Bring your desktop apps to UWP and the Windows Store using the Desktop Bridge

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Description

Learn how the latest Windows 10 platform and tooling improvements make it easy to use the Universal Windows deployment technology for your desktop applications, modernize them with Windows 10 features, and migrate them to the Universal Windows Platform. Distribute and monetize your Delphi, Electron, MFC, Winforms, or WPF apps with the Windows Store. Take advantage of new Windows 10 features like Cortana and Live Tiles in your apps while still maintaining Windows 7 compatibility in your code base. We also cover how you can keep utilizing your existing Win32 code investments while migrating to the Universal Windows Platform.
For more information, check out this course on Microsoft Virtual Academy:

Day:

1

Session Type:

Breakout

Code:

B8011

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The Discussion

  • User profile image
    aceguy2017

    UWP is not a viable solution for many mission critical applications that need to run with unrestricted access to the file system as well as perform inter-process communication and long running background operations. How does the desktop bridge address these issues ? For example, a UWP app gets suspended every time the app is minimized or loses focus - this is not acceptable for desktop apps that have continuously running background threads performing critical tasks. Although UWP maybe good for consumer facing apps, it seems that Microsoft is not focusing enough on supporting desktop apps that could benefit from the modern XAML UI without sacrificing core desktop functionality. For example, it should be possible to use the UWP touch friendly XAML controls to build a desktop app so that it has the best of both worlds - smooth, fluid UI with full support for conventional desktop scenarios such as long running background tasks, file system access, inter process communication, etc.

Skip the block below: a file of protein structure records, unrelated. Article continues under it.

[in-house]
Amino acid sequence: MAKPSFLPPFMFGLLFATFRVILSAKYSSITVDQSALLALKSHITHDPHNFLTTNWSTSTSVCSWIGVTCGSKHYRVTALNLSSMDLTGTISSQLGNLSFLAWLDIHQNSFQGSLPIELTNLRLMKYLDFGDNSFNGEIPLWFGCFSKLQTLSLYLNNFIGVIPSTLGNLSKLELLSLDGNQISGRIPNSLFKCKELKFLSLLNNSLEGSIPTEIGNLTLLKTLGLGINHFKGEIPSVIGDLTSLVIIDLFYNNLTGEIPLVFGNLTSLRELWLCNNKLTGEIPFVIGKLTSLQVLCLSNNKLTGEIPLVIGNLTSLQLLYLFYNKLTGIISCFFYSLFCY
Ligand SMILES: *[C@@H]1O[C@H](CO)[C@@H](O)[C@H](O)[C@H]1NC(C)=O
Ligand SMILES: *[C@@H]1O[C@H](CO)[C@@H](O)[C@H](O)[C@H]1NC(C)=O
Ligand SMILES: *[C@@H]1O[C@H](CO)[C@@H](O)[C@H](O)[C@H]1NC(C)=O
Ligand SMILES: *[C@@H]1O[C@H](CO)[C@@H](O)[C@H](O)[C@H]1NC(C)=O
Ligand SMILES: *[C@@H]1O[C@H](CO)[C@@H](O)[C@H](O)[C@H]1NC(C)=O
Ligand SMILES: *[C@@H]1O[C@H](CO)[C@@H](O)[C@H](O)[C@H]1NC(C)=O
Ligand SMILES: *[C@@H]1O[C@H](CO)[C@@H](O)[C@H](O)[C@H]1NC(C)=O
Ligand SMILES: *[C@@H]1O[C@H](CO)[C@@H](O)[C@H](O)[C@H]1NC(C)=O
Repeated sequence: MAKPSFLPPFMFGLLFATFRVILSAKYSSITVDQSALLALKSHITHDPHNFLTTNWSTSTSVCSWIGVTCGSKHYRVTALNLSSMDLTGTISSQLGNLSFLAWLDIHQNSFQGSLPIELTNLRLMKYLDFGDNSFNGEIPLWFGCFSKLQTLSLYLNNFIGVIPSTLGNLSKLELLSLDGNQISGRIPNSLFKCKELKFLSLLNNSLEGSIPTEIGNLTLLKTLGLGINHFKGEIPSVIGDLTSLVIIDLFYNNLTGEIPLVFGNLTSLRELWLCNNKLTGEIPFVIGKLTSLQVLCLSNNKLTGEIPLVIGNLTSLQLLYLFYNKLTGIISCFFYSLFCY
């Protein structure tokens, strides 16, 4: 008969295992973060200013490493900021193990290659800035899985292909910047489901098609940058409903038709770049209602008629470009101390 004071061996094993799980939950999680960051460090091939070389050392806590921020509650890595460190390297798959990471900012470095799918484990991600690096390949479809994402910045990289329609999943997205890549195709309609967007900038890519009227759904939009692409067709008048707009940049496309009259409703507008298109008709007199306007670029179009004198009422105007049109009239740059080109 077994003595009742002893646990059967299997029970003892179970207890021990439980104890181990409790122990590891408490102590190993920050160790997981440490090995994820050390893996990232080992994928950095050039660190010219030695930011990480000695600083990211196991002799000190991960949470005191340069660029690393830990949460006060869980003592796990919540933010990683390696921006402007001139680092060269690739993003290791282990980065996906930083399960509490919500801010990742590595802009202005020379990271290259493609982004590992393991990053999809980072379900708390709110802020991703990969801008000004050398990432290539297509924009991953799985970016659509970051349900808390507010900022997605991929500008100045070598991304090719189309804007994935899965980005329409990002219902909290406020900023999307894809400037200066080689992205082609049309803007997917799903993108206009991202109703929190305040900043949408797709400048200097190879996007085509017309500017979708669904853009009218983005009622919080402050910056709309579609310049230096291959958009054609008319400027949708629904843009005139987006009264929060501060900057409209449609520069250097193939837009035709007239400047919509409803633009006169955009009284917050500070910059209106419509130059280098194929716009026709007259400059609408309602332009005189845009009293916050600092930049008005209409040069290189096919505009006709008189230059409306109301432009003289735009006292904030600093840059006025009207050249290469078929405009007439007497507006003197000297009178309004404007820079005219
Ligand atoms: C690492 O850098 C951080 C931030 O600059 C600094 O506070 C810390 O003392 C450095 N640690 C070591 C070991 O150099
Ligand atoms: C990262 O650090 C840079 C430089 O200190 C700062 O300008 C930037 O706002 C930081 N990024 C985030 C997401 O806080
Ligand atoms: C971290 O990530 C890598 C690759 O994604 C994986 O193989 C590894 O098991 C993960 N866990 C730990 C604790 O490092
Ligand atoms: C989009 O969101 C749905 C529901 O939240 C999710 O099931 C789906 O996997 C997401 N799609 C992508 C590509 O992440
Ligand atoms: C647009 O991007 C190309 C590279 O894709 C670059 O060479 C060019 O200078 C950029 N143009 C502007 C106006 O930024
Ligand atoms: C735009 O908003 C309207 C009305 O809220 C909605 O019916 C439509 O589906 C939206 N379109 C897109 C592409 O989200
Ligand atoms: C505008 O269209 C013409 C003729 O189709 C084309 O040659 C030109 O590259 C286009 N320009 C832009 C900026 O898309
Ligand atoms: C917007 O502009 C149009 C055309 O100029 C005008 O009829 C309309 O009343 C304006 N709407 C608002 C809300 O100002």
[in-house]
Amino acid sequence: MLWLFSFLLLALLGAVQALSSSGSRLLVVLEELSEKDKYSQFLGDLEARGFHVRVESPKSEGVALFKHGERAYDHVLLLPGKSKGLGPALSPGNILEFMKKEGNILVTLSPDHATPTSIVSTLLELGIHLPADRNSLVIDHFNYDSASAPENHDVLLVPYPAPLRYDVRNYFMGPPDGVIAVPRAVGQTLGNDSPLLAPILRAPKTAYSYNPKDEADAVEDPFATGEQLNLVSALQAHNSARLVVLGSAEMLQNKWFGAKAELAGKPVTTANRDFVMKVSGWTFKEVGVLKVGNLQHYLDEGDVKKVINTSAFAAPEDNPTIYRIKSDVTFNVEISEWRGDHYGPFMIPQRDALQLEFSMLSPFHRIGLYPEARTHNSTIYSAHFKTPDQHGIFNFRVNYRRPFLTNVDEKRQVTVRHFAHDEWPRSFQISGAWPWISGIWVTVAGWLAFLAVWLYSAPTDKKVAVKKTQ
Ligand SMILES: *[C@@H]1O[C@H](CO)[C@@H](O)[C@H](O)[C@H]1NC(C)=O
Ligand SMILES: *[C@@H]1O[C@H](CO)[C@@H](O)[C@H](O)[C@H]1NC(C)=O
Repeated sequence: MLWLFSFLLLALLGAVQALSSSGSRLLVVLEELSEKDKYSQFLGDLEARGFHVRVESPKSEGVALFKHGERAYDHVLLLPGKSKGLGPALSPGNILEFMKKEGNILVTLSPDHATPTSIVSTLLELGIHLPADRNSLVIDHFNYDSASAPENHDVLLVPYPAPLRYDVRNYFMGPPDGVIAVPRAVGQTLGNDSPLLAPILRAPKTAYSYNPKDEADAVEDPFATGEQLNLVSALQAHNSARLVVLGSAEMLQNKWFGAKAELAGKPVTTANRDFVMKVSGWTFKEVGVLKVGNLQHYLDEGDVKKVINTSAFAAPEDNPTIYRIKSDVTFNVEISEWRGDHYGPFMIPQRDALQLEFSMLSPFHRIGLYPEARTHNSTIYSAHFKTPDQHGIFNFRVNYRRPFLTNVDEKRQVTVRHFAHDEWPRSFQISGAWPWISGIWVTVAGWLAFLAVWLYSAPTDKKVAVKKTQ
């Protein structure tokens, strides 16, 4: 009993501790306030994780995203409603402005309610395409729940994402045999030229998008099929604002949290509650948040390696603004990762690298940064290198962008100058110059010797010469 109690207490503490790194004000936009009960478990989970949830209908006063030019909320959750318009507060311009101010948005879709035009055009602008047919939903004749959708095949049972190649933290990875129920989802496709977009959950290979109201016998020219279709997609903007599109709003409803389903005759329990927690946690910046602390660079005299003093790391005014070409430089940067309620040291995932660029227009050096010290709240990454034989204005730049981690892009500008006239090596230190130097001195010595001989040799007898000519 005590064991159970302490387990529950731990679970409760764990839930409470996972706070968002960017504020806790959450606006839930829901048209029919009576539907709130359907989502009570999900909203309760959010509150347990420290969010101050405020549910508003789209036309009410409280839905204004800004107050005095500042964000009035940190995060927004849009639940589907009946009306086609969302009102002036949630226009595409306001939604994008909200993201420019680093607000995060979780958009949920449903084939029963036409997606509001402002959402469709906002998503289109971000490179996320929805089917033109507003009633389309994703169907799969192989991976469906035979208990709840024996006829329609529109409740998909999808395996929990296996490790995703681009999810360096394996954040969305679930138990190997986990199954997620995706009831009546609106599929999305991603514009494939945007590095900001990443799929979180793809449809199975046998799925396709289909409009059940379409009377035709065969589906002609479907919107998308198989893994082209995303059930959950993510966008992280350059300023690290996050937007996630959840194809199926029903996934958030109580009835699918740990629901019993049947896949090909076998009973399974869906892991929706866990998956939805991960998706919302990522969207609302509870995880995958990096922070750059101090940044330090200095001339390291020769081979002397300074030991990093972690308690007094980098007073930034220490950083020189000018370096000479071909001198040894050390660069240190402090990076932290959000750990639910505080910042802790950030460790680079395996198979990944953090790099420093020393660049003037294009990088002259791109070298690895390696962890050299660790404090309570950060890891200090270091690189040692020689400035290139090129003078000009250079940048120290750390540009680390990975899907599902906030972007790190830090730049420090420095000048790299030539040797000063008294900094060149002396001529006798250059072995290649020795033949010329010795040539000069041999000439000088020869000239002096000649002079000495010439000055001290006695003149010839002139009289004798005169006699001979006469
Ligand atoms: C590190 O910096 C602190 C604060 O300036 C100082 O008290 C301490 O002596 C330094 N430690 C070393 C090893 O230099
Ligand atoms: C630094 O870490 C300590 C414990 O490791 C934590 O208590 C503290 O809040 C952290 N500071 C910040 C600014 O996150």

• User profile image
    bondsbw

    @aceguy2017:  I think the video explains this pretty well.

    The desktop bridge allows you to run mixed components.  You can write your UI in a UWP executable, couple it with a desktop executable for anything that UWP doesn't allow, and package all that up as one application.  As more and more Win32 APIs are ported to UWP, the amount of code in the desktop executable can decrease (perhaps even go away at some point).

    For cases where the application needs more power/trust than even a Centennial app would allow (such as a driver or system service), you could make that part available as a separate download and let the Store app communicate with it when necessary.

  • User profile image
    cbordeman

    @aceguy2017: You can now ask for the ability for your app to run in the background without suspension and do all the stuff you mention.  The UWP API is quite complete these days.

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